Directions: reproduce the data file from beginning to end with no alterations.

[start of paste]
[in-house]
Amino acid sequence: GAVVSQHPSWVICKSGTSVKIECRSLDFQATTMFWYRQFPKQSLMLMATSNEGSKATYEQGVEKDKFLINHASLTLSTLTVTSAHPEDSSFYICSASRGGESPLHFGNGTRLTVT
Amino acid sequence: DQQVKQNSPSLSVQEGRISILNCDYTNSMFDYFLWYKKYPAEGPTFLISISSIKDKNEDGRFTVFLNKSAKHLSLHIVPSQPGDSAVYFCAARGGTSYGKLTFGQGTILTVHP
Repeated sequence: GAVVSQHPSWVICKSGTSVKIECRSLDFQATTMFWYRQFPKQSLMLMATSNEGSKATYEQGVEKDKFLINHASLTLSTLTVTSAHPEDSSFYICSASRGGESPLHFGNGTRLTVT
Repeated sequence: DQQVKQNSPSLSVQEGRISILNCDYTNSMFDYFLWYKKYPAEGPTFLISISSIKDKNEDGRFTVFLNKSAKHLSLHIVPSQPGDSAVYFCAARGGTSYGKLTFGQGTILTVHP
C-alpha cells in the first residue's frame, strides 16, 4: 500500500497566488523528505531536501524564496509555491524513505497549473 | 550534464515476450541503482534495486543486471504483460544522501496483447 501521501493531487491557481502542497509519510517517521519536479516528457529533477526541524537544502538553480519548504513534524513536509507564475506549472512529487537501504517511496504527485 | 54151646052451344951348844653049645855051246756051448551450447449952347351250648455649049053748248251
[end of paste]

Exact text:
[in-house]
Amino acid sequence: GAVVSQHPSWVICKSGTSVKIECRSLDFQATTMFWYRQFPKQSLMLMATSNEGSKATYEQGVEKDKFLINHASLTLSTLTVTSAHPEDSSFYICSASRGGESPLHFGNGTRLTVT
Amino acid sequence: DQQVKQNSPSLSVQEGRISILNCDYTNSMFDYFLWYKKYPAEGPTFLISISSIKDKNEDGRFTVFLNKSAKHLSLHIVPSQPGDSAVYFCAARGGTSYGKLTFGQGTILTVHP
Repeated sequence: GAVVSQHPSWVICKSGTSVKIECRSLDFQATTMFWYRQFPKQSLMLMATSNEGSKATYEQGVEKDKFLINHASLTLSTLTVTSAHPEDSSFYICSASRGGESPLHFGNGTRLTVT
Repeated sequence: DQQVKQNSPSLSVQEGRISILNCDYTNSMFDYFLWYKKYPAEGPTFLISISSIKDKNEDGRFTVFLNKSAKHLSLHIVPSQPGDSAVYFCAARGGTSYGKLTFGQGTILTVHP
C-alpha cells in the first residue's frame, strides 16, 4: 500500500497566488523528505531536501524564496509555491524513505497549473 | 550534464515476450541503482534495486543486471504483460544522501496483447 501521501493531487491557481502542497509519510517517521519536479516528457529533477526541524537544502538553480519548504513534524513536509507564475506549472512529487537501504517511496504527485 | 54151646052451344951348844653049645855051246756051448551450447449952347351250648455649049053748248251